The face is the mirror of the cultural mind

Chen, C., Garrod, O., Schyns, P. and Jack, R. (2015) The face is the mirror of the cultural mind. Journal of Vision, 15(12), p. 928. (doi:10.1167/15.12.928) (PMID:26326616)

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Abstract

With the advent of the digital economy, increasing globalization and cultural integration, cross-cultural social communication is increasing, where the mutual understanding of mental states (e.g., confusion, bored) is a key social skill. One of the most powerful tools in social communication is the face, which can flexibly create a broad spectrum of dynamic facial expressions. Yet, systematic cultural differences in face signalling and decoding (e.g., see Jack, 2013 for a review) presents a challenge to the evolving communication needs of modern society (e.g., designing culturally aware digital avatars and companion robots that can adaptively recognize and produce both culture-specific and universal face signals). Understanding which face signals support accurate communication across cultures, and those that produce confusions therefore remains a central question. To address this question, we used a 4D Generative Face Grammar (GFG, Yu et al., 2012) with reverse correlation (Ahumada & Lovell, 1972) to model the dynamic facial expressions of four mental states – ‘thinking,’ ‘interested,’ ‘bored’ and ‘confused’ – in 15 Western Caucasian (WC) and 15 East Asian (EA) observers (See Figure S1 Panel A. See also Jack et al., 2012, 2014, Gill et al., 2014). Cross-cultural comparison of the dynamic models revealed, for each mental state, clear commonalities (see Figure S1, Panel B, Common Signals) and cultural specificities in AU patterns (Culture-specific Signals). To illustrate, in ‘confused,’ Cheek Raiser/Lip Stretcher are culturally common, whereas Upper Lip Raiser is WC-specific and Jaw Drop is EA-specific. Similarly, in ‘thinking,’ the Chin Raiser is culturally common, whereas the Dimpler is WC-specific and, in contrast, Brow Lowerer/Nostril Compressor are EA-specific. Together, our data provides a common face signalling basis for cross-cultural social communication, and identifies confusing face signals, with implications for the digital economy (e.g., algorithms designed to automatically detect face signals, e.g., Vinciarelli et al., 2009).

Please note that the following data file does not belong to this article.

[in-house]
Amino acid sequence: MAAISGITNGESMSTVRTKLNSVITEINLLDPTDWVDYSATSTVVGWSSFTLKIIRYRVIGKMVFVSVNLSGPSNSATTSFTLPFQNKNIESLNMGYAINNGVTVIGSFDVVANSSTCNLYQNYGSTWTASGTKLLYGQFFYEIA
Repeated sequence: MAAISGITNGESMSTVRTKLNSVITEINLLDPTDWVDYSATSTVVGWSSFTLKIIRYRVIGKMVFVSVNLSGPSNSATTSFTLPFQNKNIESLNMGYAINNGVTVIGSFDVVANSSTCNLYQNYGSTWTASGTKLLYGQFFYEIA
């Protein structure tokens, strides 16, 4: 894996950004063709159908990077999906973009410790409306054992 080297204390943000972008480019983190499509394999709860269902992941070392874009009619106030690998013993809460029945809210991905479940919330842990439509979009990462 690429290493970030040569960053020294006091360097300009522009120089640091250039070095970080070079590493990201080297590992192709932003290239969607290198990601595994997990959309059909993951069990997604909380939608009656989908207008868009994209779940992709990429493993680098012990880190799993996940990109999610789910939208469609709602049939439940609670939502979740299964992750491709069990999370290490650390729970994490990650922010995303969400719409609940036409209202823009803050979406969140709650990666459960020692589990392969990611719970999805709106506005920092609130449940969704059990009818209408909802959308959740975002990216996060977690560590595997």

Item Type:Articles
Additional Information:Meeting abstract presented at VSS 2015
Status:Published
Refereed:Yes
Glasgow Author(s) Enlighten ID:Garrod, Dr Oliver and Jack, Dr Rachael and Chen, Ms Chaona and Schyns, Professor Philippe
Authors: Chen, C., Garrod, O., Schyns, P., and Jack, R.
College/School:College of Medical Veterinary and Life Sciences > Institute of Neuroscience and Psychology
College of Science and Engineering > School of Psychology
Journal Name:Journal of Vision
Publisher:Association for Research in Vision and Ophthalmology
ISSN:1534-7362
ISSN (Online):1534-7362

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